Handbook of Interpersonal Psychology: Theory, Research, Assessment and Therapeutic Interventions

By Leonard M. Horowitz; Stephen Strack | Go to book overview

22
INTERPERSONAL DIAGNOSIS
OF PSYCHOPATHOLOGY

Aaron L. Pincus

Aidan G. C. Wright

The symptomatic acts which are expressions
of the mentally disordered are therefore most
meaningful for psychiatry when their inter-
personal contexts are known.

—H. S. Sullivan (1962, p. 303)

The earliest formal appearance of the term “interpersonal diagnosis” may be found in Leary and Coffey’s (1955) predecessor to the publication of Interpersonal Diagnosis of Personality: A Functional Theory and Methodology for Personality Evaluation (Leary, 1957). Since then, many new developments have occurred in interpersonal psychology that rest firmly upon and usefully extend the fundamental scaffold developed by Leary and his colleagues. Thus today, interpersonal diagnosis is neither a unitary clinical assessment procedure nor a singular approach to the study of personality and psychopathology. Interpersonal diagnosis is a theoretically integrative paradigmatic approach to personality assessment (Wiggins, 2003), psychotherapeutic practice (Anchin & Pincus, 2010; Pincus & Cain, 2008), and the study of psychopathology (Horowitz, 2004). The term has been used to describe procedures that range dramatically in complexity, from basic typological assignment of interpersonal style (Wiggins, Phillips, & Trapnell, 1989) to longitudinal examinations of interpersonal behavior over time and relationships (Moskowitz, 2005, 2009) to a comprehensive and developmentally informed clinical case conceptualization approach (Benjamin, 2003; Critchfield & Benjamin, 2008). Thus, a very molar definition of interpersonal diagnosis would be: The use of those central and pluralistic practices employed by researchers and practitioners working within the interpersonal nexus of personality and psychopathology (Pincus, 2005b; Pincus, Lukowitsky, & Wright, 2010; Pincus, Lukowitsky, Wright, & Eichler, 2009; see Figure 22.1).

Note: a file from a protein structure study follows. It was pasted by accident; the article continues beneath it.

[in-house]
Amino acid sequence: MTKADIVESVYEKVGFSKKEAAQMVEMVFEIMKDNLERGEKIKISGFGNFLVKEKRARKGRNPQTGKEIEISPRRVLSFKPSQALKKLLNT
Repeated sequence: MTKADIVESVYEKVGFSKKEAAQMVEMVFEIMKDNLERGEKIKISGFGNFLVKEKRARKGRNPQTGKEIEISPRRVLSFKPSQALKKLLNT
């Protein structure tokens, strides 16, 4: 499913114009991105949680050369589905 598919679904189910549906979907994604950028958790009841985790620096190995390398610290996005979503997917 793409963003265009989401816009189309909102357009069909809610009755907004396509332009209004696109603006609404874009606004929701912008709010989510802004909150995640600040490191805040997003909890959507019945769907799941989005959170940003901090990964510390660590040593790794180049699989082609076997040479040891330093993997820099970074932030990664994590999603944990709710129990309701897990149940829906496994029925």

The center of Figure 22.1 identifies four basic elements of interpersonal diagnosis that tie together its pluralistic procedures and applications. First, interpersonal diagnosis is anchored to the nomological net of interpersonal constructs contained in the interpersonal paradigm in personality and clinical psychology. In one way or another, this includes the application of the Agency and Communion metaframework (Wiggins, 1991) and its derivations of the Interpersonal Circle (IPC; Gurtman, Chapter 18 in this volume; Fournier, Moskowitz, & Zuroff, Chapter 4 in this volume; Locke, Chapter 19 in this volume;

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